Another point to consider, however, is that this can be pretty easily detected with very chunky textures, but when we're dealing with much shallower grooves, the distinction between doing it correctly and incorrectly can be pretty slight. Hell, the actual visual result can be the exact same, but the manner we think about it can make the difference.

When dealing with tires with shallow grooves - or any texture with holes in it - students can be prone to viewing the groove itself as being the "textural form" in question. So, they focus on drawing it, filling in the groove with black and moving on. But of course, the groove isn't a form - it's an absence of form. Instead, the forms in question are the walls along the sides of the groove, casting shadows upon one another, and upon the floor of the groove itself. This diagram demonstrates this concept visually, to make it somewhat easier to understand.

Lastly, here are a couple of additional diagrams - more focused on how we think through the texture analysis exercise in Lesson 2 - but still applicable here since it's all about understanding how to approach identifying our forms without drawing them, so we can imply them with cast shadows alone.

  • Firstly, this diagram (or alternatively this one which is essentially the same, just framed a little differently in case it makes more sense) demonstrates how texture requires us to think about the relationship between the light source and each individual form.

  • And secondly,this diagram shows, using a texture of melted wax, how we can think about first identifying the forms themselves, and then designing the shadows they'll cast.

  • Additionally this diagram helps to differentiate between a cast shadow and form shadow which can help make the cast shadow notes make more sense

Anyway, I'll still be marking this challenge as complete. Just be sure to review the texture material, especially these notes. If you have any questions or are unsure about anything feel free to ask.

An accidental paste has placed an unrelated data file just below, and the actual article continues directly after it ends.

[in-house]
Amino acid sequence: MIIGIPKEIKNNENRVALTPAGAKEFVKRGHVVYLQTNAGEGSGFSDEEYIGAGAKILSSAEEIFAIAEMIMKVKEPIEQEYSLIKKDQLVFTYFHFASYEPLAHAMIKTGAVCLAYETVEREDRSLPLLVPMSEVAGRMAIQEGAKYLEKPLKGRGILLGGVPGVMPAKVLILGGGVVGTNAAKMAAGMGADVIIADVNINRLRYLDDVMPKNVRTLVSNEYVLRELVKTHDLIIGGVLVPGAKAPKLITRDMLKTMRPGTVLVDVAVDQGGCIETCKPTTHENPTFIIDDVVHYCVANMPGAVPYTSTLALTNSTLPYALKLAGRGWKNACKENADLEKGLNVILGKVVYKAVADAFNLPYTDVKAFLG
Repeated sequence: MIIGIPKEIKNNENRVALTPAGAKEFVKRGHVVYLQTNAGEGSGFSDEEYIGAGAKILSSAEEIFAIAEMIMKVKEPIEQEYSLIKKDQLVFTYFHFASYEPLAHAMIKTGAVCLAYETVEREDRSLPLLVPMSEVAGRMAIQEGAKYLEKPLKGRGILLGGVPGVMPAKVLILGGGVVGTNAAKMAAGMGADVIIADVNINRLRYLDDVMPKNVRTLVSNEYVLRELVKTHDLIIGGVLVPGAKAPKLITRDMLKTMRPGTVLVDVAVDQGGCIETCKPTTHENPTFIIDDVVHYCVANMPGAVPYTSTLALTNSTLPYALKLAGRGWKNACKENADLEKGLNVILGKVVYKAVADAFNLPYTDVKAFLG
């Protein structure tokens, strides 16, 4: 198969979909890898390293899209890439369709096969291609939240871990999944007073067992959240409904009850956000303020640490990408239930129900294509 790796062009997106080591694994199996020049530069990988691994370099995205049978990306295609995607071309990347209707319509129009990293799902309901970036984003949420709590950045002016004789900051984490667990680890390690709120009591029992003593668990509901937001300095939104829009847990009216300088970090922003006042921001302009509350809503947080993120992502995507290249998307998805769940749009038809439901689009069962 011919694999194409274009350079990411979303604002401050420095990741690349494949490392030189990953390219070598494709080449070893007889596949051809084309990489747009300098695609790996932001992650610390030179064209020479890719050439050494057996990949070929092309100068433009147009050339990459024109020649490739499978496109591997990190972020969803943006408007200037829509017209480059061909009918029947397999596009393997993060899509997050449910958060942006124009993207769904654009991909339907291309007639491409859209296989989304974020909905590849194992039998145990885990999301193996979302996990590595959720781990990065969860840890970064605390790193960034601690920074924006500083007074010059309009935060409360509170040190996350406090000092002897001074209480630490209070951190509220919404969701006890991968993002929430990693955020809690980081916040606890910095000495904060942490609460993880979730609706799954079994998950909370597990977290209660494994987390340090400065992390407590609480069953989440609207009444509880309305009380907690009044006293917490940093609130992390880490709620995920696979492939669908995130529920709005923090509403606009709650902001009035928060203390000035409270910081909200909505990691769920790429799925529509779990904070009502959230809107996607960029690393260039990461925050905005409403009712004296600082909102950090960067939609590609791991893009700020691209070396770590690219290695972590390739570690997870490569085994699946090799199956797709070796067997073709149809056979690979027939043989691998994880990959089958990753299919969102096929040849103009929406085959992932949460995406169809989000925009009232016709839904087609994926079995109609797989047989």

Good luck in lesson 7!

Next Steps:

Lesson 7

This community member feels the lesson should be marked as complete, and 2 others agree. The student has earned their completion badge for this lesson and should feel confident in moving onto the next lesson.
7:49 AM, Thursday April 27th 2023

Thanks for the critique, its very helpful and I will do my best to improve my texture and make sure to stop using outlines and form shadows.

Thanks again!

The recommendation below is an advertisement. Most of the links here are part of Amazon's affiliate program (unless otherwise stated), which helps support this website. It's also more than that - it's a hand-picked recommendation of something I've used myself. If you're interested, here is a full list.
Ellipse Master Template

Ellipse Master Template

This recommendation is really just for those of you who've reached lesson 6 and onwards.

I haven't found the actual brand you buy to matter much, so you may want to shop around. This one is a "master" template, which will give you a broad range of ellipse degrees and sizes (this one ranges between 0.25 inches and 1.5 inches), and is a good place to start. You may end up finding that this range limits the kinds of ellipses you draw, forcing you to work within those bounds, but it may still be worth it as full sets of ellipse guides can run you quite a bit more, simply due to the sizes and degrees that need to be covered.

No matter which brand of ellipse guide you decide to pick up, make sure they have little markings for the minor axes.